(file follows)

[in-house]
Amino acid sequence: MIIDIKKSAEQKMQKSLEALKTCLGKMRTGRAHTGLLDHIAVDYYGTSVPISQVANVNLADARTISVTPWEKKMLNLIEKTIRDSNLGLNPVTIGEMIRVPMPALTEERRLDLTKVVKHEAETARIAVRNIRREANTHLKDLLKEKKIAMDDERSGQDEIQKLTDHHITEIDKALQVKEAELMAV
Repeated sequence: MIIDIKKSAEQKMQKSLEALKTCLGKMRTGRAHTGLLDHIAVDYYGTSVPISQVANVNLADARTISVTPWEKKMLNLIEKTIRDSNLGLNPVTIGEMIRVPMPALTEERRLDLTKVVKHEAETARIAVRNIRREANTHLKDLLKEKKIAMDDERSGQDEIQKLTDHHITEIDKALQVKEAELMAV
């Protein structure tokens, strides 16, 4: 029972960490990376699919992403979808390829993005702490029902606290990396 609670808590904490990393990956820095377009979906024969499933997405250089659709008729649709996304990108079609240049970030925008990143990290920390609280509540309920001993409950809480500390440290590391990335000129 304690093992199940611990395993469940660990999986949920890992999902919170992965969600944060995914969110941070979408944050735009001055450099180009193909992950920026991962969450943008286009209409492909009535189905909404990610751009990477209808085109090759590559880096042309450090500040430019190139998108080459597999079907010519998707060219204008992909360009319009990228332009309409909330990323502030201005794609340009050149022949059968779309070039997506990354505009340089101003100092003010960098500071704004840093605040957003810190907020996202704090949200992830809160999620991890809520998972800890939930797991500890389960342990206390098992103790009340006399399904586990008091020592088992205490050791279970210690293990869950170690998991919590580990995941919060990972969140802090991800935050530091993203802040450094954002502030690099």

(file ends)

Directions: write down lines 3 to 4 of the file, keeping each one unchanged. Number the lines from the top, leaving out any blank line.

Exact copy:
Repeated sequence: MIIDIKKSAEQKMQKSLEALKTCLGKMRTGRAHTGLLDHIAVDYYGTSVPISQVANVNLADARTISVTPWEKKMLNLIEKTIRDSNLGLNPVTIGEMIRVPMPALTEERRLDLTKVVKHEAETARIAVRNIRREANTHLKDLLKEKKIAMDDERSGQDEIQKLTDHHITEIDKALQVKEAELMAV
């Protein structure tokens, strides 16, 4: 029972960490990376699919992403979808390829993005702490029902606290990396 609670808590904490990393990956820095377009979906024969499933997405250089659709008729649709996304990108079609240049970030925008990143990290920390609280509540309920001993409950809480500390440290590391990335000129 304690093992199940611990395993469940660990999986949920890992999902919170992965969600944060995914969110941070979408944050735009001055450099180009193909992950920026991962969450943008286009209409492909009535189905909404990610751009990477209808085109090759590559880096042309450090500040430019190139998108080459597999079907010519998707060219204008992909360009319009990228332009309409909330990323502030201005794609340009050149022949059968779309070039997506990354505009340089101003100092003010960098500071704004840093605040957003810190907020996202704090949200992830809160999620991890809520998972800890939930797991500890389960342990206390098992103790009340006399399904586990008091020592088992205490050791279970210690293990869950170690998991919590580990995941919060990972969140802090991800935050530091993203802040450094954002502030690099």